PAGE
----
coffee money

“Simplicity is the ultimate sophistication.” – Leonardo da Vinci

The other day I got a note from one of my favorite minimalist bloggers out there – J. Becker from Becoming Minimalist. I was hoping it was a request to grab lunch or a beer, but it turned out to be the next best thing – an intro to a reporter looking for local minimalists to do a story on 🙂

Now upon reading this my impostor syndrome immediately kicked in as I very much still consider myself a minimalist “in training” (my first thought of meeting with this reporter was actually “OMG, don’t come into my house!”) but the more I thought about it, the more I realized how far I’d come since first blogging about this movement some 7 – long -years ago.

In fact, this doodle I created back then ended up becoming my new mantra for how I now think of things:

minimalist graph

In the years since I’ve unloaded more than 75% of my things (including our house), become much more engaged with those around me (by putting away my phone and ignoring the news/media), steered my spending towards that which is important vs that which is not, and probably most important of all – figured out what I actually *want* out of life more: more life 🙂

I also realized that minimalism is much more of a mindset than anything else, and can be easily applied towards all aspects of living. Particularly, with our finances. Which is actually the whole point of this article that’s now taken me 6 paragraphs to get to! (Turns out I still need to work on my minimalist writing, d’oh.)

If you’re looking to simplify your finances more, here are 8 ways to do so:

  1. Keep one main checking account (to pay all your bills with)
  2. Keep one main savings account (to be used for goals/emergency funds/shortages)
  3. Use one main credit card (sorry travel hackers!)
  4. Choose one main institution for investments (not always possible with employer-tied accounts)
  5. Track one main number to gauge your financial success (I use the net worth model)
  6. Cancel all subscriptions to store emails/coupons/etc
  7. Harness the power of automation (for savings/investments/debt payoff)
  8. And lastly, remember what the point of it all is: freedom!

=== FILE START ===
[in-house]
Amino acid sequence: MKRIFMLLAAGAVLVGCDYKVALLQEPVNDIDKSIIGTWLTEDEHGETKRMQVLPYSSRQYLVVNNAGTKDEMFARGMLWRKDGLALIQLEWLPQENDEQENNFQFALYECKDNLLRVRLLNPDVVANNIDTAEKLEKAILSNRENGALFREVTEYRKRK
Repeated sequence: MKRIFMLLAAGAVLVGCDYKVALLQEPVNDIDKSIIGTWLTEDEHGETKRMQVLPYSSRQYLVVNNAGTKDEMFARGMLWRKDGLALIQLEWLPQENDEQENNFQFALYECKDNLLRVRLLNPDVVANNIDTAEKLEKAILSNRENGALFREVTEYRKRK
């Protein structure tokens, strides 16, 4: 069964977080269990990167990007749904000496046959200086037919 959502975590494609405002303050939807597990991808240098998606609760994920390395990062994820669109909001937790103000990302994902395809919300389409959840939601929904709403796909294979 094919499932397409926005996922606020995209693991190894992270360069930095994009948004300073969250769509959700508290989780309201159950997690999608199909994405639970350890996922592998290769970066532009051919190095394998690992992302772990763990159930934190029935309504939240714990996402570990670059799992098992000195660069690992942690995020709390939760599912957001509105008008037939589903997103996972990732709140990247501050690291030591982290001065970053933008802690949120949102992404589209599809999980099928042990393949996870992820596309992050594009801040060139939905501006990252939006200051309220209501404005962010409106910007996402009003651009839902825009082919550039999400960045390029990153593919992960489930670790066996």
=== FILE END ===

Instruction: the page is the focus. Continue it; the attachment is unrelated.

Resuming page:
Freedom from stress, freedom from using up unneeded bandwidth, freedom from over complication, and the ultimate level of all freedomness: financial freedom!

Some of these come with their own sets of trade offs (fewer credit card rewards, fewer coupons, less separation of savings goals) but in the handful of years I’ve set my own system up like this, I can’t tell you how much easier – and quicker! – it’s been in managing my money. Everything’s condensed into one main section outside of a few experiments going on (Acorns, Digit, Challenge Everything), and it’s amazing how much clearer it is knowing where all your money is at any given point in time.

This is what minimalism gets you when applied to money: clarity!

And it’s a beautiful thing.

So if you’re tired of always being scatterbrained or feel like your money’s gotten way too complicated over the years, try giving a few of these a shot and see if it makes a difference. It’s always an evolution!

And if you’re looking for more inspiration, here are a few of my favorite blogs on minimalism. They rarely talk about money directly, but again it’s amazing how many aspects it infiltrates when you really stop to apply things. Less is usually more!

Hope this helps!

PS: If you’re wondering if the reporter ever made it into my home, the answer is no 🙂 Though I did share my financial house with her! (Bah dum ching)

This is a syndicated post, which originally appeared at Budgets Are Sexy. View original post.